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Men's Shoes

Formal footwear and sole-ful suggestions for men



Eric Raisina worn by Chanel Iman, Lars Andersson SS 2013

©globalstock/istockphoto

Shoes, shoes, shoes: Men and women probably have more footwear in their closets than anything else because, honestly, no matter how much weight you gain, your shoe size remains pretty stable once you reach maturity. Funny how our obsessions are keyed to our heft, huh?

That said, in terms of dress shoes, the modern gent needs a few basics, and from there, he can — to borrow a phrase — “add like mad.” I’m not going to get too much into style (“YOU MUST HAVE a double-monk, a cap toe and at least one brogued wingtip!”). Rather, I think color is a simpler, more reasonable way to proceed.

To wit: Most dudes basically require about four pairs of dress shoes: black, brown, whiskey and burgundy/mahogany pairs. Note: Shoes should be matched with your pants, preferably, unless you’re pulling off a coup in some interesting way (funky socks, in this respect, or cuffed pants really help). Naturally, belting falls in line with shoe color: brown shalt not go with black!

However, brown is now in vogue for multipurpose hoofing, and can work with effectively light trousers and garments. Black is perfect for grays or black pants and darks, in general; burgundy can go with just about anything; and whiskey turns out nicely with high-quality jeans or lighter colors (whites, dusk, beige and the like). Within these tints, below are brands that will provide you with fine options.

John Lobb

To me, these are fairly unattainable, and probably, the finest shoes out there. They’re bespoke, handmade, custom, exquisitely crafted, stylish—choose your superlative description. You will pay roughly $1,000 and up; hence, the “unattainable” element for me (but one can hope!). English shoes, in general, from the famed Savile Row and beyond—Crockett & Jones, Grenson, Tricker’s—all are worth the dollar-to-value ratio; many believe they are finer than those of Italian makers. Sturdy, stylish, beautiful kicks, honestly. So if you want them, and they don’t cost (forgive me) an arm and a leg to you, don’t hesitate...BUY.

Gravati

People can point out that Gravati, supposedly, solely use Blake construction, and thus aren’t Goodyear-welted (for discussions about the technical insides and outs of shoes, visit here), but they can be directly ordered and customized via the company’s website, www.gravati.it/. Anyway, the black cap-toe Gravati I own are, honestly, the comfiest, smoothest rides in my closet, and I’m always complimented on them. Plus, they somehow make me look taller, probably because they extend sharply forward without being too clownlike. I also have a wide foot (I’m a runner), but these manage to slim the periphery of my clodhoppers perceptibly without pinching them. Worth your dollar.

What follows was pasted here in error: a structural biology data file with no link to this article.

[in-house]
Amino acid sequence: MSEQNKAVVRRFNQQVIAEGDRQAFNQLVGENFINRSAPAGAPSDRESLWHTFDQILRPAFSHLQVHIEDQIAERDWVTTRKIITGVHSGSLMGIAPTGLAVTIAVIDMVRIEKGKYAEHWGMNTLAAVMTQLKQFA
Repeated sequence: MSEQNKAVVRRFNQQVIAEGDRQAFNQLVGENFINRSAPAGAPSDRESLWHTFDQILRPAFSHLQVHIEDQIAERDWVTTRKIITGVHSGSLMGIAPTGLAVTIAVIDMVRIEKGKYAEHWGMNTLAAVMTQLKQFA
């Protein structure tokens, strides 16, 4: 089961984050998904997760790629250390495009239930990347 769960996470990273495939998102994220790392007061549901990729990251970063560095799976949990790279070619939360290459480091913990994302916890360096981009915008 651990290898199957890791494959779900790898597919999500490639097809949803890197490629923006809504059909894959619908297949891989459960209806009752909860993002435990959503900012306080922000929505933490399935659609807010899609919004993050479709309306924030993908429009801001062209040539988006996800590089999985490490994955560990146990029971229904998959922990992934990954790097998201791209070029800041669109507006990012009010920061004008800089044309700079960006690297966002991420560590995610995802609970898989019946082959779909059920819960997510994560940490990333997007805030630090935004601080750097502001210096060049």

Ferragamo

Every pair of these I’ve tried, including the plain-toe oxfords I own, have run small, so keep that in mind. However, Ferragamos, I’m told, have a detail in their construction that makes them especially durable. The key is—and I saw this on TV, so it must be true, right?—that there is a slight allowance for movement in the midsole that makes them endure and “give” a bit better than other shoes. But styling, IMHO, is where Ferragamos’ true worth lie: Aside from their name-brand recognition, they simply look beautiful. However, my cobbler tells me that they sometimes have paper (as a replacement element) in the heel instead of leather. I’ve no idea what that means, but generally, head to a finer department store, and you won’t be disappointed.

Alden

With the rebirth of Americana and “American-made” pride in all things wearable, New England’s own Alden have returned in the past decade as a revived luxury brand (thanks also to a lucrative partnership with J. Crew). These are superb shoes—I particularly love their detailing and textures—with great varieties of styles founded on solid construction and looks. And they are sturdy, with really good heft, I find. Expensive for American kicks, you might argue, Alden still means quality and two-ply support: You’re supporting our economy, just as American labor is supporting your arches.

Allen Edmonds